With a dose of relief, we accept the statement of April 29, 2018 by director of the National Museum in Warsaw, professor Jerzy Miziołek, in which he informed about the temporary return of the works by Polish women artists removed on Friday from the Gallery of 20th and 21st Century Art. The artworks removed from the exhibition are part of the collection of the National Museum in Warsaw and have been presented numerous times in the most important art institutions worldwide, including at Tate, Centre Pompidou, and the Brooklyn Museum.
We oppose censorship of culture and interference with artists’ right to freedom of expression and the right of the viewers to unrestricted choice regarding art they can see at art institutions and its interpretation. Acts of censorship deprive artists of the freedom of expression and in this case also deprive women of their voice. We express our hope that in the new arrangements of the gallery – currently being prepared at prof. Miziołek initiative – the works by women, including feminist artists, will not be censored but will be shown in its fully deserved place.
- Dr hab. Bogdan Bachorczyk, Academy of Fine Arts in Krakow
- Jakub Banasiak, editor-in-chief of the “Szum” magazine
- Daniel Baumann, director of Kunsthalle Zurich
- Elyse Benenson, curator and photographer
- Claire Bishop, writer, professor at the City University of New York
- AA Bronson, artist, Berlin
- Connie Butler, chief curator of the UCLA Hammer Museum, Los Angeles
- Mary Ceruti, director, Walker Art Center, Minneapolis
- Nikki Colombus, writer
- Stuart Comer, curator of the Museum of Modern Art (MoMa), New York
- Gabriella Daris, art historian, curator, critic, London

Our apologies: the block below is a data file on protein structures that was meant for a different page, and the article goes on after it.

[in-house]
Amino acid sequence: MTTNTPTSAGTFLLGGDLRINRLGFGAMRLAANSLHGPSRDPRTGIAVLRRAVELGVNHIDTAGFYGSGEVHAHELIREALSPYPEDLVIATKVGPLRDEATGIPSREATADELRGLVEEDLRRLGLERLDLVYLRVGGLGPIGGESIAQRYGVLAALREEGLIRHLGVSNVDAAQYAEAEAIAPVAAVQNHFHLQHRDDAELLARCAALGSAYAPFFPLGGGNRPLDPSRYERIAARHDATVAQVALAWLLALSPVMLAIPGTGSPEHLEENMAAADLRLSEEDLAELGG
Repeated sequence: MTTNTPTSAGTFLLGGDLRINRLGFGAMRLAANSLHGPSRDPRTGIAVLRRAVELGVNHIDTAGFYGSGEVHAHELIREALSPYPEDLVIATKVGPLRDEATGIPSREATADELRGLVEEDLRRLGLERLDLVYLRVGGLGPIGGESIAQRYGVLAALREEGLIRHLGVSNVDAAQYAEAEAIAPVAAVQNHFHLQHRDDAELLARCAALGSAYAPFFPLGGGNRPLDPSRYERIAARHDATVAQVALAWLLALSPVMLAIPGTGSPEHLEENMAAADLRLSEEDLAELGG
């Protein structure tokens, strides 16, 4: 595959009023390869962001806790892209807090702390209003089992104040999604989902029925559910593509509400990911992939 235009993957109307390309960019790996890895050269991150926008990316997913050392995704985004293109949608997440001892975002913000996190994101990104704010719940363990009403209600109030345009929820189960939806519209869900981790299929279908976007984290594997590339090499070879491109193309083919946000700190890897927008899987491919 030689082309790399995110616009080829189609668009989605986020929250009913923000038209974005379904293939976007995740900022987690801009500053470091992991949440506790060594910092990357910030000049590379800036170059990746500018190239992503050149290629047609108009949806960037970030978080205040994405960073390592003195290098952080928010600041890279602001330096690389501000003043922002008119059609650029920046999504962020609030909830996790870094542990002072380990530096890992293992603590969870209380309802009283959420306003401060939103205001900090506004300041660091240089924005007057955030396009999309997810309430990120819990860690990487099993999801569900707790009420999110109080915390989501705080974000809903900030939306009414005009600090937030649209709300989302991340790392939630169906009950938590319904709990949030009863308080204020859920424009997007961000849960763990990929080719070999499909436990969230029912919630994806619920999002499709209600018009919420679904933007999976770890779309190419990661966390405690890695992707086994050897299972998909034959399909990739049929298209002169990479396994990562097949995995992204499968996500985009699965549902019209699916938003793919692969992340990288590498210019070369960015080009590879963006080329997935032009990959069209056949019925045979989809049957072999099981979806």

- Professor If Denegri, art critic, Belgrade
- Clement Dirie, art critic, Paris
- Elwira Eevr Djaltchinova, president of the Warsaw Institute for Modern and Contemporary Asian Art
- Dr Aliza Edelman, editor, Woman’s Art Journal, New York
- Monika Fabijańska, curator, art historian, New York
- Elena Filipovic, director of the Kunsthalle Basel
- Joy Garnett, artist, art advocate, National Coalition Agains Censorship, New York
- Alison Gingeras, art critic
- Maurycy Gomulicki, artist
- Łukasz Gorczyca, Raster gallery
- Jon Hendricks, Exhibition curator Yoko Ono, curator consultant for Fluxus at MoMA, New York
- Agata Jakubowska, art critic
- Ana Janevski, curator of the Museum of Modern Art (MoMA), New York
- Zuzanna Janin, artist
- Kim Levin, art critic and curator, Honorary President of the International Association of Art Critics AICA
- Norman L. Kleeblatt and Judith Stein, Presidents of the AICA-USA
- Krzysztof Kościuczuk, curator of the Susch Museum
- Anna Kuczyńska, fashion designer
- Dominik Kuryłek, an art historian
- Dr Marika Kuźmicz, Academy of Fine Arts in Warsaw
- Kathleen Landy, founder and president of The Feminist Institute, New York
- Elisabeth Lebovici, art critic